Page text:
A guy is watching a guy who is watching a guy

It was like trying to solve a Sudoku: you know that in the end everything will fit, but what’s the right connection between all those parts? That’s how watching Vincent Dunoyer ‘s Encore felt to me. An intriguing performance for which the dancer/choreographer ‘reorganised’ dance material provided by Steve Paxton, Anne Teresa De Keersmaeker and a few others. Once again: an interesting evening during Kaaitheater’s Re:Move festival, which focuses on the transient nature of dance.

Five dancers entering the stage, walking towards the audience. They hold hands. It looks as if this is the end of the performance, but it is only the beginning. A guy watching a guy (on a video screen) watching a guy (on a tv screen). Another guy performing a duet holding  just a t-shirt in his outstretched hands. I know a few people who would leave the theater screaming, if they’d have to watch this.

I’m rather fond of this clever kind of questioning conventions and key issues such as: how do you transmit dance, from one choreographer to the next, and, who ‘owns’ a movement: the choreographer or the dancer? Hence the title of this performance: Encore, which, in French, also sounds like ‘en corps’, in the body. How are movements handed on? How do they change, depending on body, story, context and time.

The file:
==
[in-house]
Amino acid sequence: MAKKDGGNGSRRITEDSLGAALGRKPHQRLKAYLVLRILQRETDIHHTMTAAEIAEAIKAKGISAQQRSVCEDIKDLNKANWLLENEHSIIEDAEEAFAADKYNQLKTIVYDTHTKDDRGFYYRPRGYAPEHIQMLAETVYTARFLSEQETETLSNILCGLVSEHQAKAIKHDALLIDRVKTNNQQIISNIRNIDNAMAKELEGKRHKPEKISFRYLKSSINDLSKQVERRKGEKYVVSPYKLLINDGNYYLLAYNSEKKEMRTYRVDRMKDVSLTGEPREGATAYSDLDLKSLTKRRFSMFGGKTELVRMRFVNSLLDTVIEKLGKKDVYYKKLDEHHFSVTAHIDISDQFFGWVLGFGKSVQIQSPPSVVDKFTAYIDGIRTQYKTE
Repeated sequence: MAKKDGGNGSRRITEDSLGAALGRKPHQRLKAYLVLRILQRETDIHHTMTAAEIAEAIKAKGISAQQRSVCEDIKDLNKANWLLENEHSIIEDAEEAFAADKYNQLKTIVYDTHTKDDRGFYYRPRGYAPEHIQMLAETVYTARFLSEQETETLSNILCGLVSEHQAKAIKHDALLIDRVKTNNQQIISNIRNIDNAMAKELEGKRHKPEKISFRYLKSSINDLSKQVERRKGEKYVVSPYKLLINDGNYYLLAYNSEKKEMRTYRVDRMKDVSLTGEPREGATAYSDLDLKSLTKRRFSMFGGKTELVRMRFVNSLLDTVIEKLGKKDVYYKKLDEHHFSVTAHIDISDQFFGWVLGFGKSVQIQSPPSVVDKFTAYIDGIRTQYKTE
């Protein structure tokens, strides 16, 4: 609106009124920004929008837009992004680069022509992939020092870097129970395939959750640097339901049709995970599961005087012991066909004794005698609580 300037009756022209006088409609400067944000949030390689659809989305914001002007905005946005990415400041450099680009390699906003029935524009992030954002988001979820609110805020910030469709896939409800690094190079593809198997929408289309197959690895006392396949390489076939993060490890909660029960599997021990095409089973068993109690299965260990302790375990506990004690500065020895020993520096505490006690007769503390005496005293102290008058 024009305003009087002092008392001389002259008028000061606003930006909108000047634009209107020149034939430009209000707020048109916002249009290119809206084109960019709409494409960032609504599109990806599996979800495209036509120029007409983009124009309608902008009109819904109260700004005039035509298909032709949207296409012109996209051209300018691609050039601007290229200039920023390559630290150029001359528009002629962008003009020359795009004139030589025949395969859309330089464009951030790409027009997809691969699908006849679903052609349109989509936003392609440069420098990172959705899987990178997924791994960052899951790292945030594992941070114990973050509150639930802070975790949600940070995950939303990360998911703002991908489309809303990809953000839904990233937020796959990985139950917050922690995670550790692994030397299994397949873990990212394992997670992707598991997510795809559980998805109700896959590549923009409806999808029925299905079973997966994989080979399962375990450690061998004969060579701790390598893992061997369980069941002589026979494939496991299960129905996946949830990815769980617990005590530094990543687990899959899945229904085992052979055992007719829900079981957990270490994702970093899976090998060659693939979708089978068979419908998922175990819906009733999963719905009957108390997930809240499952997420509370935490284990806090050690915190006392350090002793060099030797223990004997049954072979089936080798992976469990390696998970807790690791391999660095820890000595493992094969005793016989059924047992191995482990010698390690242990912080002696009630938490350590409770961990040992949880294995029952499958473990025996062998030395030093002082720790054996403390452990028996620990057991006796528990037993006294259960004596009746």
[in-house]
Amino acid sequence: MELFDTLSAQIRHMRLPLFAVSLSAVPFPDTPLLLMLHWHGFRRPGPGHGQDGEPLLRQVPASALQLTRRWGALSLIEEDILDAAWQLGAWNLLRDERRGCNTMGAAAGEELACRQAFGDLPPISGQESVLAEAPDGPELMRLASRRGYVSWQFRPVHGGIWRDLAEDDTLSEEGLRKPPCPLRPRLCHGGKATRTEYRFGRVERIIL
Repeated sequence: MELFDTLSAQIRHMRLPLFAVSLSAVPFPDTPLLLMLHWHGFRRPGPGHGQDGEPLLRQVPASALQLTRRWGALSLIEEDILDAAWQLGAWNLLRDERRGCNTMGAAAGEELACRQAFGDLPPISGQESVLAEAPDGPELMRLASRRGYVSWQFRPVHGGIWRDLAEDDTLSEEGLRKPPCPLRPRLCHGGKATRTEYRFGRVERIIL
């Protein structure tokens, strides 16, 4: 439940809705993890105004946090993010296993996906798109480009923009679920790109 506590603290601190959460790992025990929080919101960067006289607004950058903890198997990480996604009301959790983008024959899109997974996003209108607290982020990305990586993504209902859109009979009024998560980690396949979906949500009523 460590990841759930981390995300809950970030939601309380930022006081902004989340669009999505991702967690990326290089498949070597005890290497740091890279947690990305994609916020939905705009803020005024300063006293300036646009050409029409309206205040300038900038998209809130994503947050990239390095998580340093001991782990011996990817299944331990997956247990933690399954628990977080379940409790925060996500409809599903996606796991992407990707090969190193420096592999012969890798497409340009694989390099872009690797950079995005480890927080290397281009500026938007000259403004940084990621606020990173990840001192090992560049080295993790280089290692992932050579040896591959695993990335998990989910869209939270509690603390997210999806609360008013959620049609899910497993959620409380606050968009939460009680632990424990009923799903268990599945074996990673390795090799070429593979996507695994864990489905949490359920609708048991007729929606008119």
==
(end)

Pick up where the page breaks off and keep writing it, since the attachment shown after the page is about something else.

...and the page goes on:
For Encore Dunoyer uses choreographies made for him in the past by Steve Paxton, AT De Keersmaeker, Wim Vandekeybus, Raimund Hoghe, The Wooster Group and Etienne Guilloteau. But this time around five dancers take over Dunoyer’s role as a dancer, and Dunoyer takes on the role of choreographer. He ‘reorganises’ the material, looking for new, poetic associations.

So yes, while watching this ‘re-enactment’-collage, you are trying to figure it all out: whose choreography might this be? And is this part already belonging to someone else’s choreography? What is new and what is old? As you’ll probably have understood by now, this performance speaks to the mind more than it speaks to the heart. But nevertheless it never ceased to fascinate me. Cause even if you might find this too cerebral to your liking, you have always those great, be it rather minimalistic choreographies to look at.

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